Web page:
Seeking a common definition of Fiduciary Management (“FM”) is like finding the end of a rainbow. You think you can picture it, but as you get closer its definition fades and then finally disappears. This is because FM offerings can range from a simple service where Trustees remove the need to directly deal with several underlying investment managers, all the way to the Trustees fully delegating management of assets relative to scheme liabilities.
The FM sector has been increasingly topical since the FCA released its final report highlighting the need for the investment management industry to be, amongst other things, more transparent in their dealings and management of Pension Scheme funds. The reason is, by definition, FM involves Trustees delegating at least some of their decision power; therefore, the transparency of FM contracts and the clauses that Trustees agree to are particularly important.
In this note we aim to highlight some of the key issues Trustees should be aware of when reviewing a FM provider, and potential questions that Trustees may wish to ask.
The all important, what will it cost?
Often the first question we are asked about FM is “how much will it cost?” In reality the cost is dependent on which of a wide range of services are included in the contract. As such, when thinking about fees, we believe it is better to separate into the following components:
- FM provider fees – this is the fee paid to the FM provider for the services they provide and removes the need to directly deal with several underlying investment managers. Trustees should make sure they understand what this service involves and that they are happy the fee reflects the level of delegation the Trustees are handing over.
- Underlying investment manager fees – this is the fee paid directly to each of the underlying investment managers. FM creates aggregation benefits for investment managers as most see exposure to one ‘client’ not several. Because of this, investment managers often discount their fees for FM providers compared to direct investors. Some FM providers pass on this fee discount but others do not. If this is not made clear, Trustees should pose the question to their FM provider.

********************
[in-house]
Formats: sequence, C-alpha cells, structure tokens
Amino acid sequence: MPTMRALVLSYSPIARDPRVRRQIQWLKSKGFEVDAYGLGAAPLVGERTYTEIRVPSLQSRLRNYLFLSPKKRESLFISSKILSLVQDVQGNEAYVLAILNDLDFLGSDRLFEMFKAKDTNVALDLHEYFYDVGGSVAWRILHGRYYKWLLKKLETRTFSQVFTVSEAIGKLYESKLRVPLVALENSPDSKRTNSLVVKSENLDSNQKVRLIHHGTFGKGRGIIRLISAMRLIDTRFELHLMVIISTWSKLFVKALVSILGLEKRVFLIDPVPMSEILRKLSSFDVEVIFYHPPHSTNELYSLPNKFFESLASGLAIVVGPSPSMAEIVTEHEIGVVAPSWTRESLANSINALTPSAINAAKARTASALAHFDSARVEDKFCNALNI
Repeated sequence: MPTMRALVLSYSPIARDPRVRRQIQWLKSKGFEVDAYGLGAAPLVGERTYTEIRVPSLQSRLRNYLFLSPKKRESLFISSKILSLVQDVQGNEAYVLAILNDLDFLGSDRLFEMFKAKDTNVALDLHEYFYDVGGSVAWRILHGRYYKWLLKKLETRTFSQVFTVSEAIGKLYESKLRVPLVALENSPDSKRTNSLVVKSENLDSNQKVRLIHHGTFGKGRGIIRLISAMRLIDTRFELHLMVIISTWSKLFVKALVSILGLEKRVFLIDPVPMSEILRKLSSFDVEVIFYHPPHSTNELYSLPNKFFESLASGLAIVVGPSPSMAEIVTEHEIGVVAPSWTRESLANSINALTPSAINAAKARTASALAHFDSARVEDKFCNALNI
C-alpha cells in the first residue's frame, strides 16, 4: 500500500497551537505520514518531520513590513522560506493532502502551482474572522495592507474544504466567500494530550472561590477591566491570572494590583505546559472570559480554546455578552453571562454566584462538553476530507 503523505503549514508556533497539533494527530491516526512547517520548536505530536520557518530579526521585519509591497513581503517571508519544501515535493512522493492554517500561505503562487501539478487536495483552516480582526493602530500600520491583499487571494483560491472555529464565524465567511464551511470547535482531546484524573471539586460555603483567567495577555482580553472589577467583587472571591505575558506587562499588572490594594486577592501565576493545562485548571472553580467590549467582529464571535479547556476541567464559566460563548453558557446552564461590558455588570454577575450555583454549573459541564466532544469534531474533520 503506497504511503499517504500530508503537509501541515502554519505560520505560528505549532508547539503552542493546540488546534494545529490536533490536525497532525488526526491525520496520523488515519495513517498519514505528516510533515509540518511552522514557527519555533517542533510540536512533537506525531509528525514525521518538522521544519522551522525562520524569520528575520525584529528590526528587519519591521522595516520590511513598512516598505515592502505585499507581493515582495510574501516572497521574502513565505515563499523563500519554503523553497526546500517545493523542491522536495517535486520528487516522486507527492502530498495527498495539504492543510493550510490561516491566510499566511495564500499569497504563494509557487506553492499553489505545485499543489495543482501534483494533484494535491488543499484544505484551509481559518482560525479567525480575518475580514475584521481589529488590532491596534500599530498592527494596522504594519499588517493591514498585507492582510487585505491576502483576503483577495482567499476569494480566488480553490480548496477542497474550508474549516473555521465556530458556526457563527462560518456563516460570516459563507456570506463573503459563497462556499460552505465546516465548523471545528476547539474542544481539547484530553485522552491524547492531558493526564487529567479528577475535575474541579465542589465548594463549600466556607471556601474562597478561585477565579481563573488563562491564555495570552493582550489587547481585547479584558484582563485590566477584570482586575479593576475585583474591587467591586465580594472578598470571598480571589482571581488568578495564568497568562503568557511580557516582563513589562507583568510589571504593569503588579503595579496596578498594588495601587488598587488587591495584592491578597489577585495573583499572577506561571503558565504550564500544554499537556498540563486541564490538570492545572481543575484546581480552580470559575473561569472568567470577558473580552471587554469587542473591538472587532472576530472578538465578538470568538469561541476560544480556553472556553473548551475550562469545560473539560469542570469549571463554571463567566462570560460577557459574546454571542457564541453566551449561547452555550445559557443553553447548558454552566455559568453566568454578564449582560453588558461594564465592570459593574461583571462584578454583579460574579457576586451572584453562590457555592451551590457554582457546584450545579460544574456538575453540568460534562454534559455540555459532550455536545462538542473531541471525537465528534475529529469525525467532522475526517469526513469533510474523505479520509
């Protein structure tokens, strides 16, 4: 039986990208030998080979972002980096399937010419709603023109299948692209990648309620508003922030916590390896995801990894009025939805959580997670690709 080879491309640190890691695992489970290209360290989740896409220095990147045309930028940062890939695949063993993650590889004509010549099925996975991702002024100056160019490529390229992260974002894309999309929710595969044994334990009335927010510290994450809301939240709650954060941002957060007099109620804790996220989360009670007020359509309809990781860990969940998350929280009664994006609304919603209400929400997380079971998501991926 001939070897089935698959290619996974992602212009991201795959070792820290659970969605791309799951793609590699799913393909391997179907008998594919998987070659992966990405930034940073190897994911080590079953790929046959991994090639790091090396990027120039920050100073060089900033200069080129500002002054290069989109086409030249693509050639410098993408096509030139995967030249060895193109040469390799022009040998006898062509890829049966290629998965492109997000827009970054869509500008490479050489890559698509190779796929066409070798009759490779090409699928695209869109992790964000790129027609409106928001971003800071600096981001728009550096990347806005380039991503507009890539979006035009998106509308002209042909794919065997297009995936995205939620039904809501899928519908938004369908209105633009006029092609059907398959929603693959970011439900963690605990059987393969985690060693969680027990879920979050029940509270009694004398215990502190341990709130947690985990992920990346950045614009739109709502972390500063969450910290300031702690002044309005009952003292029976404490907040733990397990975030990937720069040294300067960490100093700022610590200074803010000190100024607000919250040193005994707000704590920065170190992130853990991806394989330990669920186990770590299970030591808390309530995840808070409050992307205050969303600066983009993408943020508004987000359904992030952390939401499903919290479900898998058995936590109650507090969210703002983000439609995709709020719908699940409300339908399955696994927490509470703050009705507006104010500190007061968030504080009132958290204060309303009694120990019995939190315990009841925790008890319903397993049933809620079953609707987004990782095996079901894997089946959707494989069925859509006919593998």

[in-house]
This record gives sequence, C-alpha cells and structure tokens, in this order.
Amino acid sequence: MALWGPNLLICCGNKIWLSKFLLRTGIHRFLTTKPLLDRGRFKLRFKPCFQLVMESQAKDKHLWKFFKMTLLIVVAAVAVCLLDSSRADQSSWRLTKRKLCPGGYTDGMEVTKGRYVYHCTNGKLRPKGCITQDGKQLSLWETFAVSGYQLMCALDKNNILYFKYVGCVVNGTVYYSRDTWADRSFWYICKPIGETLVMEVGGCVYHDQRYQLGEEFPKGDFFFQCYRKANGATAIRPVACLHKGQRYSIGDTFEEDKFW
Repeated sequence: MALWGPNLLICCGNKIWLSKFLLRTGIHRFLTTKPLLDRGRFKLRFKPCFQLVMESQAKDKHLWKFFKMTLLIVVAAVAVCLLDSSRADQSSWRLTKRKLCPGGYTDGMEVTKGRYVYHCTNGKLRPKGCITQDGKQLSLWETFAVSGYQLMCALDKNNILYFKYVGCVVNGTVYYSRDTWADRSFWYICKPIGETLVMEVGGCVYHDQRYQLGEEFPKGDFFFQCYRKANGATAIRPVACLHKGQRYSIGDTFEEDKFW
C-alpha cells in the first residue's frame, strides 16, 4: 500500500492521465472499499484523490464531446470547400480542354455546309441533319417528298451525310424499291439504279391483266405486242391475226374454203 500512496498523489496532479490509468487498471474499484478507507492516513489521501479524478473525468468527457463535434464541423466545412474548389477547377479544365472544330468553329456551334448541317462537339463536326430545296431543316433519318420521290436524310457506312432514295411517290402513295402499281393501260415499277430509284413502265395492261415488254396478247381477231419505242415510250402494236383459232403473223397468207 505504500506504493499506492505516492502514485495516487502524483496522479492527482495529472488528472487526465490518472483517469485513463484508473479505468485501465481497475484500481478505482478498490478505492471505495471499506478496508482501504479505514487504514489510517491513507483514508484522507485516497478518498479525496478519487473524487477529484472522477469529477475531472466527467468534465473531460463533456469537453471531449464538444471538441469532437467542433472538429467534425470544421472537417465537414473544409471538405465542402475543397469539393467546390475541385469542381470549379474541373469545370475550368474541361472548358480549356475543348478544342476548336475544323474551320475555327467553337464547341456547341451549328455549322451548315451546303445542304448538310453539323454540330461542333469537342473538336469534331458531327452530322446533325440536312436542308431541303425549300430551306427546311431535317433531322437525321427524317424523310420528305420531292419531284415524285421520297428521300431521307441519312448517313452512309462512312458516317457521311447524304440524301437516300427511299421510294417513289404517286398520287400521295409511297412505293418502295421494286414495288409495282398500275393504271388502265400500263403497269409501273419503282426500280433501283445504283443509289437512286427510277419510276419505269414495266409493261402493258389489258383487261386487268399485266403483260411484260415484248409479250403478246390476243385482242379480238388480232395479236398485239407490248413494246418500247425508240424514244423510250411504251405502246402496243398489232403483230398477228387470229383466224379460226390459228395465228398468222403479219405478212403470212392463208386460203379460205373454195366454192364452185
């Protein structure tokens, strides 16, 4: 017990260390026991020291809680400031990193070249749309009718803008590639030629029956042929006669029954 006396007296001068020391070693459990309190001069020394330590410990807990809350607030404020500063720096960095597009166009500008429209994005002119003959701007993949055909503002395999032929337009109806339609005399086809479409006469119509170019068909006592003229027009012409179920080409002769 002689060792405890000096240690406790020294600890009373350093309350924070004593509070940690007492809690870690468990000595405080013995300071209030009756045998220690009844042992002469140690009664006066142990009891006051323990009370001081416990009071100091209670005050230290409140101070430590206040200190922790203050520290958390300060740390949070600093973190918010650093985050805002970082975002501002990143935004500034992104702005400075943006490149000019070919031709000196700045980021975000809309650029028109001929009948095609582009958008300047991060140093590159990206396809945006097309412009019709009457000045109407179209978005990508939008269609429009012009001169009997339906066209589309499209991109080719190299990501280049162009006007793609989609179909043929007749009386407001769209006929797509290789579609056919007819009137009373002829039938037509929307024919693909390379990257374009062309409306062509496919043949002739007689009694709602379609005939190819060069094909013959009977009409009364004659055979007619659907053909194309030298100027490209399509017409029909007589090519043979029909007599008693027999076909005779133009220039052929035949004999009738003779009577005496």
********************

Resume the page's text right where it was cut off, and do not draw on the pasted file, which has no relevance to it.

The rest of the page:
- Investment consultancy fees – this is the fee in relation to a wide range of services such as investment strategy reviews, investment reporting, meeting attendance and trigger monitoring. Are all of the services that the Trustees require included? If not, the FM service that appeared to be ‘good value’ can become increasingly expensive due to additional fees.
- Asset transfer costs – How will the FM provider move the assets from the current investment managers to their Funds? Some organisations may sell existing holdings for cash to purchase their own internal funds, incurring significant transaction costs. Also, managing the asset transition is time consuming and can result in significant one off fees. Are these included in the stated FM charge?
- Other fees – this may include administration costs for instance. It is worth Trustees asking for the aggregate total expense ratio for the investment managers with the FM provider compared to investing directly.
In addition to the above, performance fees can also exist. Some FM providers believe a performance related approach can directly align the interests of Trustees and the FM provider. However, other FM providers believe a performance fee can create a conflict of interest, such that the FM provider is incentivised to target short-term performance. Trustees should be clear whether a performance fee is charged, and if so, is it reasonable?